Particularly with Digital Audio, you often run into situations where logic appears to dictate one thing, but experience favours another.  As a consumer there is little to be gained by pursing the logical solution in the face of a better sounding practical alternative.  The only reason for listening to music is to enjoy the experience.  Why choose to listen to something you enjoy less because some arcane explanation says that it ought to actually sound better?

However, for those of us involved in this business on a professional level, we cannot afford to take such a simplistic approach.  If something that should sound better actually ends up sounding worse, it is usually in your best professional interests to find out why.  In most circumstances this is far easier said than done.  Sometimes it can seem an impossible thing to get done.   In many instances the cost of doing the necessary work may be the limiting factor, and that is a very valid consideration for most people in the audio business.  In the software business, it is often a more manageable task.

Take the question of DSD playback vs playback of a PCM conversion of the same DSD data.  It is a known fact that you cannot convert losslessly, back and forth, between DSD and PCM.  DSD stores some information which cannot be adequately represented by PCM, and vice versa.  Simple information theory therefore states that if you make a PCM version of a DSD track, no matter how advanced the quality of the conversion, some information is going to be lost along the way (I will come back to this later, but for the time being we will stick with it).  If information is being lost, then the result is, by definition, a poorer quality representation.  This is an inescapable fact.  It may be, of course, that the information that is lost is information which contributes adversely to the enjoyment of the playback experience, but it is lost information regardless.  And if we were able to identify it as such, we could take steps to eliminate it from the original recording in the first place.  No, the fact remains, a PCM conversion made from a DSD original, is – de facto – a retrograde step.

So what happens if the PCM version is reported to sound better?  Do we simply argue that it can’t possibly sound better because it is inherently inferior?  No, of course not.  There may be a perfectly good explanation for it that we have not yet stumbled across.

Don’t forget that we never actually listen to digital files.  We listen to analog signals which a DAC has created using the digital files as its source material.  And there is a rather serious amount of processing that goes on between the digital data being sent to the DAC and the analog signal being transmitted out of it.  There is no doubt that this digital processing has the capability to alter the signal substantially enough to account for audible differences.

I have mentioned before that we have ordered a PS Audio DirectSream DAC as our new reference DAC.  I can’t wait to receive it.  Paul McGowan of PS Audio has been using BitPerfect and DSD Master to play his DSD content through the DirectStream.  The Hybrid-DSD files enable him to switch easily between the original DSD content and the PCM conversions for all his DSD music.  Paul reports the surprising observation that he tends to have a slight preference for the PCM conversions over the DSD originals in his system.  I will be doing the same comparisons myself when my own DirectStream arrives.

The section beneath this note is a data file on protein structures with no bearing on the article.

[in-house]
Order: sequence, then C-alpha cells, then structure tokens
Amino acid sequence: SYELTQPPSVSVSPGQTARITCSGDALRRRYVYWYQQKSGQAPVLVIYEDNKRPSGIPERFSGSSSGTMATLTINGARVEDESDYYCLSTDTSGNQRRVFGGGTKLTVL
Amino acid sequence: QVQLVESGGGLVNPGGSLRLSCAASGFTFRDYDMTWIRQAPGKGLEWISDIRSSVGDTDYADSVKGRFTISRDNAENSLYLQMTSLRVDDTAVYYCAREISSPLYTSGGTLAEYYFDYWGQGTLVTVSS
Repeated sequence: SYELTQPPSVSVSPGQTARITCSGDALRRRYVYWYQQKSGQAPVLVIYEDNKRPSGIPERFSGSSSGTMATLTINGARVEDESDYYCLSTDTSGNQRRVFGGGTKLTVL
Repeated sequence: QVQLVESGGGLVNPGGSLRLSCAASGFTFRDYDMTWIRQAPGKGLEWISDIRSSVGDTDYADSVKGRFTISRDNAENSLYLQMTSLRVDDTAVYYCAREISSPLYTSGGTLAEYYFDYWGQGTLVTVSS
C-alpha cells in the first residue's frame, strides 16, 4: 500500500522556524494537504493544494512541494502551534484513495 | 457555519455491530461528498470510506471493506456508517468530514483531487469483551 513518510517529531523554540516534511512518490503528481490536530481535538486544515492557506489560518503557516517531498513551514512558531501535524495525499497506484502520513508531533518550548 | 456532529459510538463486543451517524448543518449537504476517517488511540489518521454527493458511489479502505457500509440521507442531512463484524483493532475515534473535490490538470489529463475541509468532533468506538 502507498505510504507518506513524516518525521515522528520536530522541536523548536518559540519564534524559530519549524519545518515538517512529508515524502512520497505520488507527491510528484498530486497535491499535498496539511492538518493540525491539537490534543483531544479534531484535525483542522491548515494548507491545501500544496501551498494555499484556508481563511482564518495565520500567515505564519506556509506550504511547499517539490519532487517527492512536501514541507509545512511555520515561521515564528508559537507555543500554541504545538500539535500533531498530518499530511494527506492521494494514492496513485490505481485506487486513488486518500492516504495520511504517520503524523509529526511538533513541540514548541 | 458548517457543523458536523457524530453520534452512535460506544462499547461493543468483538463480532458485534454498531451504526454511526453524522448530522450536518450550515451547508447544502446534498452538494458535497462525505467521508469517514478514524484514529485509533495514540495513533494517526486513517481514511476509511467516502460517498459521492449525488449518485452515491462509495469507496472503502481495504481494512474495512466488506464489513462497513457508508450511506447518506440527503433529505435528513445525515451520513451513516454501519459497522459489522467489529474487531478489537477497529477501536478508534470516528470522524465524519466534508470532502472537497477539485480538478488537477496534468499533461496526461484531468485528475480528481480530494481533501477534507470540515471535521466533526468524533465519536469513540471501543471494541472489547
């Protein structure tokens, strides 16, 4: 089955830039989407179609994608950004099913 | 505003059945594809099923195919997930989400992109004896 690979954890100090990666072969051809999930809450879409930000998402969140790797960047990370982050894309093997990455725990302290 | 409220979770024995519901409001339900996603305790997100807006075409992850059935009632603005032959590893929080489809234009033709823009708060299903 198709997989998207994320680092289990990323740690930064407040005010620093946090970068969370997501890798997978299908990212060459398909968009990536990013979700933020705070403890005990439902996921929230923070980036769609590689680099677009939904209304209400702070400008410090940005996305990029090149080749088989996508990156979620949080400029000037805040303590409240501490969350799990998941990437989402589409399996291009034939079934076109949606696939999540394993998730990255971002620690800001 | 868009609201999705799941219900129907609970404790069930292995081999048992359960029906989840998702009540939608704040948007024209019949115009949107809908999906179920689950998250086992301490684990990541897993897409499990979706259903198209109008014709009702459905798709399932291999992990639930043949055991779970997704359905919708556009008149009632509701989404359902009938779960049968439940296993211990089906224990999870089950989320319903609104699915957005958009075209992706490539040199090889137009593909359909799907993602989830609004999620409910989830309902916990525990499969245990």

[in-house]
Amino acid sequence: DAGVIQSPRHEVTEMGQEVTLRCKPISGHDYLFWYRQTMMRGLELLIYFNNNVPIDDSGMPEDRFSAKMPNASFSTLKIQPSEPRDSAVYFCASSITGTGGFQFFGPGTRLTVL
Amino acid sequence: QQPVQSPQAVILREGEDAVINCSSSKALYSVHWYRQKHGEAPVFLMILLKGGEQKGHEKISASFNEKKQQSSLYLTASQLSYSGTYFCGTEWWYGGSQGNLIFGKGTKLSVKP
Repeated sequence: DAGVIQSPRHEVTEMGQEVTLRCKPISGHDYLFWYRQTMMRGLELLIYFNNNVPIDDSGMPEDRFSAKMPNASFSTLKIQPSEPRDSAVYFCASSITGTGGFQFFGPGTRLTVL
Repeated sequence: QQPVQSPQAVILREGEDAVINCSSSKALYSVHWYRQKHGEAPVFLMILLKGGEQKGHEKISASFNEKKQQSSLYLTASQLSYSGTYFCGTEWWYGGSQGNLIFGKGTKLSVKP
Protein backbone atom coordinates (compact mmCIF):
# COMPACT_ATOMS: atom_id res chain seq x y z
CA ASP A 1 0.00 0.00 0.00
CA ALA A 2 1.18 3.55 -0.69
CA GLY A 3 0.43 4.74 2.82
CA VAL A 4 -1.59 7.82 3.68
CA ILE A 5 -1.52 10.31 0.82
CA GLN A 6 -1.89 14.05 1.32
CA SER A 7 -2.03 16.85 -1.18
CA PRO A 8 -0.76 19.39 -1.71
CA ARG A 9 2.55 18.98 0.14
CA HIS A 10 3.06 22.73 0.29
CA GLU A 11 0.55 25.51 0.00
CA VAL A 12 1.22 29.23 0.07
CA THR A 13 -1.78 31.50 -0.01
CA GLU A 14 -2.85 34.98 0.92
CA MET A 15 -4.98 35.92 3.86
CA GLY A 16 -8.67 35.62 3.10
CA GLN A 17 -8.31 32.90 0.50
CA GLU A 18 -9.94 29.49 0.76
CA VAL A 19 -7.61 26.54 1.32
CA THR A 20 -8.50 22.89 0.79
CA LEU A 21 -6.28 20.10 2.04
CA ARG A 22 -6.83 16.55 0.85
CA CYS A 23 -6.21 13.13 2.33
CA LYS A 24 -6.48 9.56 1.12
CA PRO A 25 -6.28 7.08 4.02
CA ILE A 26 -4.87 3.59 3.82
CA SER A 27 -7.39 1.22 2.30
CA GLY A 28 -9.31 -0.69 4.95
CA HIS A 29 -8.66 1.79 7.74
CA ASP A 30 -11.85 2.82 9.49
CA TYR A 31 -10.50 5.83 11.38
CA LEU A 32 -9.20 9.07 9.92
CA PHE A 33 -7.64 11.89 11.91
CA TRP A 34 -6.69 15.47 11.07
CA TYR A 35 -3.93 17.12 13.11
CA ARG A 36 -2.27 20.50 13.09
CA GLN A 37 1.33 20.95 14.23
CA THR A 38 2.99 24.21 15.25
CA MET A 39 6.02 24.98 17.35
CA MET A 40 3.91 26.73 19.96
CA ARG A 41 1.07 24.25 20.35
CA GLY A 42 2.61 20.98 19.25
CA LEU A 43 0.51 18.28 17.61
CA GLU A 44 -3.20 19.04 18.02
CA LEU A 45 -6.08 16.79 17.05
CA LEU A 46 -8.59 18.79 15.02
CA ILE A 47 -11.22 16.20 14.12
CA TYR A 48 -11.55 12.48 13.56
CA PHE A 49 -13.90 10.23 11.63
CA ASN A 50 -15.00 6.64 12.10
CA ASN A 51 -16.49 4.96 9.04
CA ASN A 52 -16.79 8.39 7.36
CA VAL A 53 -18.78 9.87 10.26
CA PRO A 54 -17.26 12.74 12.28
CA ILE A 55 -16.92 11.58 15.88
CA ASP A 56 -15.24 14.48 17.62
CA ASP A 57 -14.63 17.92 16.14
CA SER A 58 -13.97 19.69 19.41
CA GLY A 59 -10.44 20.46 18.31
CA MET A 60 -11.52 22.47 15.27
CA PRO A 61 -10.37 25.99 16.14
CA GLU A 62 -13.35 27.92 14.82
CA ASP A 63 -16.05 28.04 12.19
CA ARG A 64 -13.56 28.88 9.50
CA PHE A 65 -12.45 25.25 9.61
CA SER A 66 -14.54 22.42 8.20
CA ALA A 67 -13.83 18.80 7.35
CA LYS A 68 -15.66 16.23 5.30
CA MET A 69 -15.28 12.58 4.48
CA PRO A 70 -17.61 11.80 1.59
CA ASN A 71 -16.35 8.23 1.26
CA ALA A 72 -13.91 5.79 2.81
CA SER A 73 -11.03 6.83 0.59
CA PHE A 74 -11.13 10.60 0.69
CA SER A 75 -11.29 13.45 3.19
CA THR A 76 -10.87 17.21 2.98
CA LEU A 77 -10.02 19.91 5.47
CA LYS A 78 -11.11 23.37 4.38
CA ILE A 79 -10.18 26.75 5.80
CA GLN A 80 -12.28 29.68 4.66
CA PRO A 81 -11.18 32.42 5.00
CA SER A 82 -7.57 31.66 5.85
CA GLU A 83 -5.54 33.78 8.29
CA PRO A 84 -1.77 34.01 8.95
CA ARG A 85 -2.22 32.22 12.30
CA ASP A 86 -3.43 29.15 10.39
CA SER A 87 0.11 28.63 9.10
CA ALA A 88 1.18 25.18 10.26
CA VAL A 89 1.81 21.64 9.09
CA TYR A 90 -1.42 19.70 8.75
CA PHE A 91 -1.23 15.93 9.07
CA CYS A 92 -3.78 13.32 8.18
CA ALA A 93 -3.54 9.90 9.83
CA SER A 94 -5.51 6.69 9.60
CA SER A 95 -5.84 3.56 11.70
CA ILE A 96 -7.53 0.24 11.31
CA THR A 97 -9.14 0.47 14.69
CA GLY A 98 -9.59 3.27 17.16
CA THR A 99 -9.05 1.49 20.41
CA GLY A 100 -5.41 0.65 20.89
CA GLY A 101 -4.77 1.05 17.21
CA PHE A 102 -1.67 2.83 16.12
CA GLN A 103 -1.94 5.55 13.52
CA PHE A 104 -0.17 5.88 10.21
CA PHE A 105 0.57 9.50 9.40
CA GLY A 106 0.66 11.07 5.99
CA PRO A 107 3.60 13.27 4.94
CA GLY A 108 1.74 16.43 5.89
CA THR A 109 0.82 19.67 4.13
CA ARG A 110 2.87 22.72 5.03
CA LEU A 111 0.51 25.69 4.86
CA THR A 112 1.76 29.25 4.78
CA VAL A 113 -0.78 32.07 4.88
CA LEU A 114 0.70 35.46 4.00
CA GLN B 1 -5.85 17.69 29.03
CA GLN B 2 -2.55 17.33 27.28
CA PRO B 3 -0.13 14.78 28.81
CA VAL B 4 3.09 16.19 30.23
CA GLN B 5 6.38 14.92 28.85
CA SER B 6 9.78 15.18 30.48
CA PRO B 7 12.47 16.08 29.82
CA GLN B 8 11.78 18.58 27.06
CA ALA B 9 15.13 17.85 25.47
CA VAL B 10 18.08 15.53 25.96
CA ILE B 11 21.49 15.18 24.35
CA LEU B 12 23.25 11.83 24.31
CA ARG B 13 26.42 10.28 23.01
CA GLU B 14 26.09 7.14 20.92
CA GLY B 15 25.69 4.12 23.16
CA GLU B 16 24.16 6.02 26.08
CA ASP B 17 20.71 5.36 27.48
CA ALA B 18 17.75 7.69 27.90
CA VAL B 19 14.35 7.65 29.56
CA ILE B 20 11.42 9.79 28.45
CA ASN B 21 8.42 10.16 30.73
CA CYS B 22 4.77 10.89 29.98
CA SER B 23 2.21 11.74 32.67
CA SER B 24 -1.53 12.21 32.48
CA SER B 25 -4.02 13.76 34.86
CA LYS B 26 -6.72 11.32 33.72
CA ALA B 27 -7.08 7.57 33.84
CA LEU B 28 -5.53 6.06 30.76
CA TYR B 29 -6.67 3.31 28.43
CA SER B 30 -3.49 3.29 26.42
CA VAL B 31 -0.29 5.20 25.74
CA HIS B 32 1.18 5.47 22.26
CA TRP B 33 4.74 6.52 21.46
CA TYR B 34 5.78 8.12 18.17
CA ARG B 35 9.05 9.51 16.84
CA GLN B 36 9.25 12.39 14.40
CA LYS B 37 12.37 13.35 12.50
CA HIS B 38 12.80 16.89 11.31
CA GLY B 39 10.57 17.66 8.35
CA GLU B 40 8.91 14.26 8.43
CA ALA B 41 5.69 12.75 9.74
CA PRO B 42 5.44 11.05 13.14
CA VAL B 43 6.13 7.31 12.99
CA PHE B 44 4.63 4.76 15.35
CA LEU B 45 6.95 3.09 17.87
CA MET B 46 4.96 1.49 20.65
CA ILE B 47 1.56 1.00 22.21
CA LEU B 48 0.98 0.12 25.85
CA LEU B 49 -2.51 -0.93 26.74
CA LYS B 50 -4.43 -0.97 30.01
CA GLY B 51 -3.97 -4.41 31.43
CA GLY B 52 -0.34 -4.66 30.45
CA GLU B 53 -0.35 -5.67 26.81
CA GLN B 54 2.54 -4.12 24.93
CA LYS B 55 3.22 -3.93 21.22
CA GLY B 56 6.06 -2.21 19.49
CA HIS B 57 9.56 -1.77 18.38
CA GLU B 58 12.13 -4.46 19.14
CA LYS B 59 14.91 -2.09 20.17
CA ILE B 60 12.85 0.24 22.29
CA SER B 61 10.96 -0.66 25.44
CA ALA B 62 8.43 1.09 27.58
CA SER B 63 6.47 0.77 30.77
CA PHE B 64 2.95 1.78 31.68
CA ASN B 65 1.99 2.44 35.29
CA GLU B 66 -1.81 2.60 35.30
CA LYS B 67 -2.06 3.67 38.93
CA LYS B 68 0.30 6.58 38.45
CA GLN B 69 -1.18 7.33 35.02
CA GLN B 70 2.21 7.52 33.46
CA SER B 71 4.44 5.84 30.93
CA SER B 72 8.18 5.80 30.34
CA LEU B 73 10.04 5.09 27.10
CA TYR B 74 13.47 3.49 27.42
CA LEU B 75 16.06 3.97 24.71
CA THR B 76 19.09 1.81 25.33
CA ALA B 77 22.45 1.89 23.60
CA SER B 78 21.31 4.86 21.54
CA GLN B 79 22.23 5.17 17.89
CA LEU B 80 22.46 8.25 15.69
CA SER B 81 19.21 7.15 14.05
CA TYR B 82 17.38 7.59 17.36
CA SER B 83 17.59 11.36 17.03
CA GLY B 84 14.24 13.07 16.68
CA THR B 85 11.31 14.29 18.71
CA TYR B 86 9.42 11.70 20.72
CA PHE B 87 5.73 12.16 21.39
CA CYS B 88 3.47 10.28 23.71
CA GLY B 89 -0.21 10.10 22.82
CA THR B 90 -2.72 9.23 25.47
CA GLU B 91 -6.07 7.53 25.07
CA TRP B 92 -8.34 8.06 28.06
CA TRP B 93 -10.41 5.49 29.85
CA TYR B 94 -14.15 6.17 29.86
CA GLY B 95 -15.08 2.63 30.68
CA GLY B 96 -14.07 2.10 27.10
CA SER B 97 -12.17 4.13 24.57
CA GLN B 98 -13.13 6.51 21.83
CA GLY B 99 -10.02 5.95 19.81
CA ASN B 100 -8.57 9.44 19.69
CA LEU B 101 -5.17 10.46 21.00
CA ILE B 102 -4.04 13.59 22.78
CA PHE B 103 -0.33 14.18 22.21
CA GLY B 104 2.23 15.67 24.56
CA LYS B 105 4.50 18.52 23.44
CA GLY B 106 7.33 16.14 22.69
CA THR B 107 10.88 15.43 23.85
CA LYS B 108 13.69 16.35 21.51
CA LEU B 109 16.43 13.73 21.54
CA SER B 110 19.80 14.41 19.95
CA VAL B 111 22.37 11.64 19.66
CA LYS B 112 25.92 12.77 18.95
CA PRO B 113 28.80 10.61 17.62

This would be an example of a circumstance where I would say that the DSD original ought to be “fundamentally” superior to the PCM copy.  Or at the very least as good as the PCM copy.  Having written DSD Master (which was used to do Paul’s conversions), I would say with some certainty that there is no basis for supposing that our PCM conversions could actually improve upon the DSD original.  Assuming that Paul’s observations are accurate and reproducible – and I have no reason to suppose otherwise – this would be a perfect example of a situation where one has little professional alternative but to try and figure out what is behind this unexpected result.  For consumers, though, it perhaps provides another – and quite unexcited – reason to go out and purchase DSD Master!!

I said earlier that I would elaborate upon whether or not data must perforce be lost in a conversion between DSD and PCM.  The obvious caveat here is that, clearly, the DSD must not have been sourced from a PCM master!  There are some glaring real-world examples here.  Some SACDs, for example, have been publicly exposed as having been mastered from 16-bit 44.1kHz CD masters!  The DSD64 format is perfectly capable of storing all of the information that is held in a red book recording.  Therefore, those SACDs, at best, have no possibility of ever sounding better than a perfectly-played CD.  Many other DSDs are sourced from Hi-Rez PCM masters.  Generally, if you were to convert such a DSD file to Hi-Rez PCM using DSD Master, it is quite likely that the resultant PCM may well sound close to indistinguishable from the DSD version.  Still and all, I don’t see why it should sound better